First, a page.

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Despite Admitting Pension Reforms Are Unpopular, Macron Refuses To Backtrack As Chaos Persists In France.

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Emmanuel Macron admitted tonight that raising France’s retirement age from 62 to 64 was ‘not accepted’ – but said there would be no reversal after weeks of strikes and riots.

The embattled president appeared on a pre-recorded nationwide TV broadcast Thursday night, three days after his controversial pension plans passed into law without a parliamentary vote.

“Has this reform been accepted?” Mr Macron asked during the 12-minute speech. ‘Obviously not. Despite months of negotiations, no consensus has been reached and I regret that.’

He said he “heard the anger of the French” and added “no one can turn a deaf ear to it.”

French President Emmanuel Macron during a televised address to the nation delivered from the Elysee Palace after signing a pension reform in Paris on April 17, 2023

Pedestrians walk past burning bins after a concert of pans to protest during French President Emmanuel Macron's televised address to the nation, in Paris on April 17, 2023

Pedestrians walk past burning bins after a concert of pans to protest during French President Emmanuel Macron’s televised address to the nation, in Paris on April 17, 2023

President Macron said there was “anger about jobs that, for many French people, no longer allow them to live well, given rising prices for fuel, shopping, canteens.

“There is anger because some feel they are doing their part, but without being rewarded for their efforts, either in pay or in effective public services.”

But Macron insisted there would be no change in his policies, saying the reform was “necessary to guarantee pensions and produce more wealth for our nation,” and for France to stay aligned with its European neighbours.

Within minutes of Macron’s speech, illegal protests were underway as riot police fought to restore order.

A crowd marched through the Republican quarter of Paris chanting “Macron resign!” chanted, lighting fires and smashing windows.

There were similar scenes around the Hotel de Ville – the city hall of Paris – where another illegal protest erupted.

Some were beating casseroles – a traditional means of showing anger in France, while others fired at police using projectiles.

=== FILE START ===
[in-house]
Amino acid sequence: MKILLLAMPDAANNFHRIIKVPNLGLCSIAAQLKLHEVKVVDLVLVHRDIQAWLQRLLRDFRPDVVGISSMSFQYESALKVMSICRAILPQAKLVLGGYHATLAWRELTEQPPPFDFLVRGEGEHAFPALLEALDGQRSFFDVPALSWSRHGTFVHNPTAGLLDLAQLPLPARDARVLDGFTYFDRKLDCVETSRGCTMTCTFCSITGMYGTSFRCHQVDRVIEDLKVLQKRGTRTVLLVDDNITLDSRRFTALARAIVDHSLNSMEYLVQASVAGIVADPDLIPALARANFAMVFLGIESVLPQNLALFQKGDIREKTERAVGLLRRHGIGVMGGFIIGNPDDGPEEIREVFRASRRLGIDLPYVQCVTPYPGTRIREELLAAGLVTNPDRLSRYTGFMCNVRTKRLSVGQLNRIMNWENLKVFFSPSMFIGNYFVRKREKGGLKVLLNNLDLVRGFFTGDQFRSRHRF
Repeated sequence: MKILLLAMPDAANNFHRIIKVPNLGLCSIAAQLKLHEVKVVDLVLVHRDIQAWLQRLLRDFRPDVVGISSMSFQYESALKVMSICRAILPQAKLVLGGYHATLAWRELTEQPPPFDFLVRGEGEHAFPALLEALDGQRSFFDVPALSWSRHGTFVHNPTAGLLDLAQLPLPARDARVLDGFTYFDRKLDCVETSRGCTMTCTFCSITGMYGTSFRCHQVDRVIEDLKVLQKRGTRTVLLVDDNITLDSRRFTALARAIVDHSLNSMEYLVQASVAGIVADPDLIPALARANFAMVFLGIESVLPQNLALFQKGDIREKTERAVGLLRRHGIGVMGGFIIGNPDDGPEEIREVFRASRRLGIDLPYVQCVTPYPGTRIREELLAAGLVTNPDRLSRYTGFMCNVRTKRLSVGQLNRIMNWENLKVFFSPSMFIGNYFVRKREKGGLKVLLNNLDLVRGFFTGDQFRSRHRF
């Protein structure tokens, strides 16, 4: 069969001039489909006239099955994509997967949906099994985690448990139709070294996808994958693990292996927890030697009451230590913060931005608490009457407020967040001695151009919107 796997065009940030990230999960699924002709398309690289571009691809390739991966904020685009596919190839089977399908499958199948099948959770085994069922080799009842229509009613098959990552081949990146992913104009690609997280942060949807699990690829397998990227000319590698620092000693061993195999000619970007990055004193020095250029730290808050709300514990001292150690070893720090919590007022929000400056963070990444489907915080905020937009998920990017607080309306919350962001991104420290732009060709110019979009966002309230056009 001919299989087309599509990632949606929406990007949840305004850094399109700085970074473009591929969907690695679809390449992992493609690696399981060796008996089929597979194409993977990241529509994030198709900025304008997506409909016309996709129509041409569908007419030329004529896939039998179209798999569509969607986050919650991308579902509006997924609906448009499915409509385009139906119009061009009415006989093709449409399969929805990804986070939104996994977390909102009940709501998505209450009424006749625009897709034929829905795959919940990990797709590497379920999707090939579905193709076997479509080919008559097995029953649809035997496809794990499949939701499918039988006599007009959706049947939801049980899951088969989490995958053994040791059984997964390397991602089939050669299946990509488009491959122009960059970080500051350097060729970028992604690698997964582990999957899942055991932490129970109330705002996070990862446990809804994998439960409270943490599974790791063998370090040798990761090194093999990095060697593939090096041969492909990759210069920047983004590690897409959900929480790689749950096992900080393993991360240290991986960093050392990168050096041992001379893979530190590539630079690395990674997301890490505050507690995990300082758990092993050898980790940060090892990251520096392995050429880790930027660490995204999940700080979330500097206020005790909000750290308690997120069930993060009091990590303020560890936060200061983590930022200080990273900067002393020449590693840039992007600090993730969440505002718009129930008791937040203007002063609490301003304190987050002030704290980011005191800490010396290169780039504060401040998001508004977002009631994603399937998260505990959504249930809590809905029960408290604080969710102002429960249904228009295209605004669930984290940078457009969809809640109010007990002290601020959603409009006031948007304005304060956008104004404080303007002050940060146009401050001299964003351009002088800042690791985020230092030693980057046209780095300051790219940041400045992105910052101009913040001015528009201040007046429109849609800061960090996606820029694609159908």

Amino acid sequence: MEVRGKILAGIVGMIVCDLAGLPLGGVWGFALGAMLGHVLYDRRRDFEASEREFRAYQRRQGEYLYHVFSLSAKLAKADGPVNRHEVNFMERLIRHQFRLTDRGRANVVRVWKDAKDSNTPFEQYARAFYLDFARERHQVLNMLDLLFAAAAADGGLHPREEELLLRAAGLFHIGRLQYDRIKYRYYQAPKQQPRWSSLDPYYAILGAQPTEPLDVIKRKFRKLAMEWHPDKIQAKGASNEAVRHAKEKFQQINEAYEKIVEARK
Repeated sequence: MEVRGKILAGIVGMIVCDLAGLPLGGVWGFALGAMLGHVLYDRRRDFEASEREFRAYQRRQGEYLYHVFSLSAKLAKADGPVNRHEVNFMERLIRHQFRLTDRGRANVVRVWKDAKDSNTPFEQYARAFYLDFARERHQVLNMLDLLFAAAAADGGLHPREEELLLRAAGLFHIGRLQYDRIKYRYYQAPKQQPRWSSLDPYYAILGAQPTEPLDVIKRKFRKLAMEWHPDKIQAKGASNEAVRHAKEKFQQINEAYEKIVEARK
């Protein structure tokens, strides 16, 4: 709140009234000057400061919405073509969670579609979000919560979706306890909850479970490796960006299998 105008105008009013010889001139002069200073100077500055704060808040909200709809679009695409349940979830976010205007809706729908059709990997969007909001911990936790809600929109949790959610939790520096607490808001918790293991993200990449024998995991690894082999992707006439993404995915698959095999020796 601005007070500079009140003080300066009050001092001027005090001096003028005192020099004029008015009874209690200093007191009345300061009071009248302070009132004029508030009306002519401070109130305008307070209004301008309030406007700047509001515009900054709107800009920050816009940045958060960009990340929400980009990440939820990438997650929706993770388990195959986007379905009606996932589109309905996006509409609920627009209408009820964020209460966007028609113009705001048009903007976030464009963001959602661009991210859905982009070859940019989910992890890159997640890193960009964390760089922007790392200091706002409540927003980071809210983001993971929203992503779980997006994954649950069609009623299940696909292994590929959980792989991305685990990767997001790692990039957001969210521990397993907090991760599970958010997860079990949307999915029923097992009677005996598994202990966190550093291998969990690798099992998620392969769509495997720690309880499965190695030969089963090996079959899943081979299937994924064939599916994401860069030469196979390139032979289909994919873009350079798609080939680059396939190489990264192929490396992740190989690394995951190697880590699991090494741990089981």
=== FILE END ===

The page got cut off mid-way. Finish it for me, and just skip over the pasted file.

Police in Marseille, Toulouse and Nantes reported similar disturbances.

Last Thursday, a mob stormed the Paris headquarters of luxury group LVMH, which is led by Bernard Arnault, the richest man in the world.

There were also widespread riots around Bastille Square – the scene of the original 1789 revolution – and in other cities and towns across the country.

Opposition politicians and trade unions spent the weekend attacking what they see as the cavalier imposition of a two-year increase in the retirement age to 64, when an estimated 70 percent of the population rejected it in opinion polls.

Marine Le Pen, of the far-right National Rally, called for a referendum on reform, the dissolution of parliament or Macron’s resignation.

√Člisabeth Borne, the prime minister, was “totally destroyed” and the government had lost all credibility, Ms Le Pen said.

And Olivier Faure, leader of the Socialist Party, said the opposition was “not ready to move on to other things.”

Protesters march by burning trash cans as they demonstrate after French President Emmanuel Macron attempted to ease tensions in a televised address to the nation on Monday

Protesters march by burning trash cans as they demonstrate after French President Emmanuel Macron attempted to ease tensions in a televised address to the nation on Monday

French police perform at a demonstration following a special address to the nation by Macron in Paris, France, April 17

French police perform at a demonstration following a special address to the nation by Macron in Paris, France, April 17

While sporadic protests took place across the country today, unions urged the public to turn May Day workers’ rallies into giant protests against pension reform.

“It will be a tidal wave of historic proportions,” said Sophie Binet, leader of the CGT union.

And Laurent Berger, head of the CFDT, the largest union, said, “Let’s bring the house down on May 1.”

The retirement age in Great Britain is 66, in Germany and Italy 67 and in Spain 65.

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